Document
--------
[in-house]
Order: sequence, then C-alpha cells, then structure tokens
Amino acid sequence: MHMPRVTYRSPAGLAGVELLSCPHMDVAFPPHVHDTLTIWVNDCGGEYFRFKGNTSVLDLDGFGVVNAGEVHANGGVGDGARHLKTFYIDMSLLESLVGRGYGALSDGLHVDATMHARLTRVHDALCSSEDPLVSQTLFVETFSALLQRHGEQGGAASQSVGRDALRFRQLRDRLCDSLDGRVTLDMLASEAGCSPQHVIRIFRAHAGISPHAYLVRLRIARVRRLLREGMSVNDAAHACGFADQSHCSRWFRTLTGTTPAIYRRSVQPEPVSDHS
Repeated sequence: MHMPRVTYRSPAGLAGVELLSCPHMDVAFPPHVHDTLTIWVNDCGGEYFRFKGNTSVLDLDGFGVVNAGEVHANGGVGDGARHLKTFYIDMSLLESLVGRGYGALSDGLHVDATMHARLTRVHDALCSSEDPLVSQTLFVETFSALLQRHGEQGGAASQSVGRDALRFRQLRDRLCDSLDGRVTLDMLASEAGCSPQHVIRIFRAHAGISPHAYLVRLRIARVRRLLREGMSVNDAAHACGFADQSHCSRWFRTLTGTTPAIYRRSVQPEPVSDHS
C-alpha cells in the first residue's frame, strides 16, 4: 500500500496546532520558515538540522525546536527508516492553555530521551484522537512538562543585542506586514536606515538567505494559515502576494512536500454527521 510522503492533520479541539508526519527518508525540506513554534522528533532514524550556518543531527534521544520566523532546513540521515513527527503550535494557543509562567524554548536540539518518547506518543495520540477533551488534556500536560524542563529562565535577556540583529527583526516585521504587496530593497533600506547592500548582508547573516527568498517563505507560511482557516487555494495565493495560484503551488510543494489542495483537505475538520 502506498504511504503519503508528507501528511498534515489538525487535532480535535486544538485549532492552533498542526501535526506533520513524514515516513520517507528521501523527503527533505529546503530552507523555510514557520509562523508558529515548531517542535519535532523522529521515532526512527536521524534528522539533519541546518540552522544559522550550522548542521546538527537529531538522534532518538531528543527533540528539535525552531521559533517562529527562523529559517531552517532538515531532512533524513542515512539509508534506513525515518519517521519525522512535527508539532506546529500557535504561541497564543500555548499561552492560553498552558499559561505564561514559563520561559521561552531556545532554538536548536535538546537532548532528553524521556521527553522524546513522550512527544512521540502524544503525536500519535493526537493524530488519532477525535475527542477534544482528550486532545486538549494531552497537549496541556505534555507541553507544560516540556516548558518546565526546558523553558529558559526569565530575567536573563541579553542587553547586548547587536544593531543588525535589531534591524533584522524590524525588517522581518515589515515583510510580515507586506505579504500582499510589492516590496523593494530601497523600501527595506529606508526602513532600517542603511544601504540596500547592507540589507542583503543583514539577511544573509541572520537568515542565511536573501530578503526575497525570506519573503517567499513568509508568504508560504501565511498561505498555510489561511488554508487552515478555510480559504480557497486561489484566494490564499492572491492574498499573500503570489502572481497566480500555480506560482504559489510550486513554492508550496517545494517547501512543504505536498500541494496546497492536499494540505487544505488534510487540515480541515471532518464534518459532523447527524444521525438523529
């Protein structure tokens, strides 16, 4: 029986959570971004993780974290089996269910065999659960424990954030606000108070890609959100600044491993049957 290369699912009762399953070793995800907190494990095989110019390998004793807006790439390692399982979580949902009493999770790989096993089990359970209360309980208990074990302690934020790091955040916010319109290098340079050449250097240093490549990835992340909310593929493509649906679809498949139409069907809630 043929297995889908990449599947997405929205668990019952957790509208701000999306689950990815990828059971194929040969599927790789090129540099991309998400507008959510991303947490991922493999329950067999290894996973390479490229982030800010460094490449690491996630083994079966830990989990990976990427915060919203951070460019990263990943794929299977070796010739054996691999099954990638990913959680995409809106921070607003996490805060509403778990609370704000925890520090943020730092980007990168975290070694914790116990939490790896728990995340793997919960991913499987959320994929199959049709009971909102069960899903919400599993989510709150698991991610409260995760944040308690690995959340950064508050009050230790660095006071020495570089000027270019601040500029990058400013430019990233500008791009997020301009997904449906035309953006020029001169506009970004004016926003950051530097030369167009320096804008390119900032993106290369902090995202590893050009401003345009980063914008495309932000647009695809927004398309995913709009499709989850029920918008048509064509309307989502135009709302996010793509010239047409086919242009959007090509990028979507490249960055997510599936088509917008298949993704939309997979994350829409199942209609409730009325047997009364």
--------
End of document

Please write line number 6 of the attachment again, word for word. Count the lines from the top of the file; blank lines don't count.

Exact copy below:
């Protein structure tokens, strides 16, 4: 029986959570971004993780974290089996269910065999659960424990954030606000108070890609959100600044491993049957 290369699912009762399953070793995800907190494990095989110019390998004793807006790439390692399982979580949902009493999770790989096993089990359970209360309980208990074990302690934020790091955040916010319109290098340079050449250097240093490549990835992340909310593929493509649906679809498949139409069907809630 043929297995889908990449599947997405929205668990019952957790509208701000999306689950990815990828059971194929040969599927790789090129540099991309998400507008959510991303947490991922493999329950067999290894996973390479490229982030800010460094490449690491996630083994079966830990989990990976990427915060919203951070460019990263990943794929299977070796010739054996691999099954990638990913959680995409809106921070607003996490805060509403778990609370704000925890520090943020730092980007990168975290070694914790116990939490790896728990995340793997919960991913499987959320994929199959049709009971909102069960899903919400599993989510709150698991991610409260995760944040308690690995959340950064508050009050230790660095006071020495570089000027270019601040500029990058400013430019990233500008791009997020301009997904449906035309953006020029001169506009970004004016926003950051530097030369167009320096804008390119900032993106290369902090995202590893050009401003345009980063914008495309932000647009695809927004398309995913709009499709989850029920918008048509064509309307989502135009709302996010793509010239047409086919242009959007090509990028979507490249960055997510599936088509917008298949993704939309997979994350829409199942209609409730009325047997009364």